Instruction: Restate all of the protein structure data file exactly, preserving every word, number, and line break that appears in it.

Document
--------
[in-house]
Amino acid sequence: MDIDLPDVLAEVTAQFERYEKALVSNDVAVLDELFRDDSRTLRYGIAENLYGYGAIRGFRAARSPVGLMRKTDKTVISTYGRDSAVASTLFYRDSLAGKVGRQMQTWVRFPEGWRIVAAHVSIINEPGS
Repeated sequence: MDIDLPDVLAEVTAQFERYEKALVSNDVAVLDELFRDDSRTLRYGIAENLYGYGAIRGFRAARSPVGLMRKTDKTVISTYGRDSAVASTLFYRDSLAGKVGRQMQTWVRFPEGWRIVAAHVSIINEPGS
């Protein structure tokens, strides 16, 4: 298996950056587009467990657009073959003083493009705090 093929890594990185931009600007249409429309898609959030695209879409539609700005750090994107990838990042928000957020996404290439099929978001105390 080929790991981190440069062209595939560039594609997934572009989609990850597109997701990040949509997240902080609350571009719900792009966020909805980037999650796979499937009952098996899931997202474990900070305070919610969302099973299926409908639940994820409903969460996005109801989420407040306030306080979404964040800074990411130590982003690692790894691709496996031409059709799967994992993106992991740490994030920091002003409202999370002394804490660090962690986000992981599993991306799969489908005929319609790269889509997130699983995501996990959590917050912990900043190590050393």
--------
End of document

[in-house]
Amino acid sequence: MDIDLPDVLAEVTAQFERYEKALVSNDVAVLDELFRDDSRTLRYGIAENLYGYGAIRGFRAARSPVGLMRKTDKTVISTYGRDSAVASTLFYRDSLAGKVGRQMQTWVRFPEGWRIVAAHVSIINEPGS
Repeated sequence: MDIDLPDVLAEVTAQFERYEKALVSNDVAVLDELFRDDSRTLRYGIAENLYGYGAIRGFRAARSPVGLMRKTDKTVISTYGRDSAVASTLFYRDSLAGKVGRQMQTWVRFPEGWRIVAAHVSIINEPGS
């Protein structure tokens, strides 16, 4: 298996950056587009467990657009073959003083493009705090 093929890594990185931009600007249409429309898609959030695209879409539609700005750090994107990838990042928000957020996404290439099929978001105390 080929790991981190440069062209595939560039594609997934572009989609990850597109997701990040949509997240902080609350571009719900792009966020909805980037999650796979499937009952098996899931997202474990900070305070919610969302099973299926409908639940994820409903969460996005109801989420407040306030306080979404964040800074990411130590982003690692790894691709496996031409059709799967994992993106992991740490994030920091002003409202999370002394804490660090962690986000992981599993991306799969489908005929319609790269889509997130699983995501996990959590917050912990900043190590050393």